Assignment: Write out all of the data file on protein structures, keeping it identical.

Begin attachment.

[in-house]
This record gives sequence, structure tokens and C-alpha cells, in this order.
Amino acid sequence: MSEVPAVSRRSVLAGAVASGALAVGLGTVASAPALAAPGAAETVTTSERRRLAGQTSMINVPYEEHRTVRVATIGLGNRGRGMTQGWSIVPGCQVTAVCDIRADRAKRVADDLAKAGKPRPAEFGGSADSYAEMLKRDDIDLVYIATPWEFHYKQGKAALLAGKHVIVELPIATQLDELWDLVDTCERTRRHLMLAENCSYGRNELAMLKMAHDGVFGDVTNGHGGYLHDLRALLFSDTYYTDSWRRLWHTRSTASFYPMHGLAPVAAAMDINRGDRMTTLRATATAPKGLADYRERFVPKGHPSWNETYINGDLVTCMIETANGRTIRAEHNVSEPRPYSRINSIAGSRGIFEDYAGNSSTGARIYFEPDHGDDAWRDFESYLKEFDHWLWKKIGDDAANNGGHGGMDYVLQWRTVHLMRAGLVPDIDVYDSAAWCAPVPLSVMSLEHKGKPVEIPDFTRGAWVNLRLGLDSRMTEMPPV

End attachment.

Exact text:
[in-house]
This record gives sequence, structure tokens and C-alpha cells, in this order.
Amino acid sequence: MSEVPAVSRRSVLAGAVASGALAVGLGTVASAPALAAPGAAETVTTSERRRLAGQTSMINVPYEEHRTVRVATIGLGNRGRGMTQGWSIVPGCQVTAVCDIRADRAKRVADDLAKAGKPRPAEFGGSADSYAEMLKRDDIDLVYIATPWEFHYKQGKAALLAGKHVIVELPIATQLDELWDLVDTCERTRRHLMLAENCSYGRNELAMLKMAHDGVFGDVTNGHGGYLHDLRALLFSDTYYTDSWRRLWHTRSTASFYPMHGLAPVAAAMDINRGDRMTTLRATATAPKGLADYRERFVPKGHPSWNETYINGDLVTCMIETANGRTIRAEHNVSEPRPYSRINSIAGSRGIFEDYAGNSSTGARIYFEPDHGDDAWRDFESYLKEFDHWLWKKIGDDAANNGGHGGMDYVLQWRTVHLMRAGLVPDIDVYDSAAWCAPVPLSVMSLEHKGKPVEIPDFTRGAWVNLRLGLDSRMTEMPPV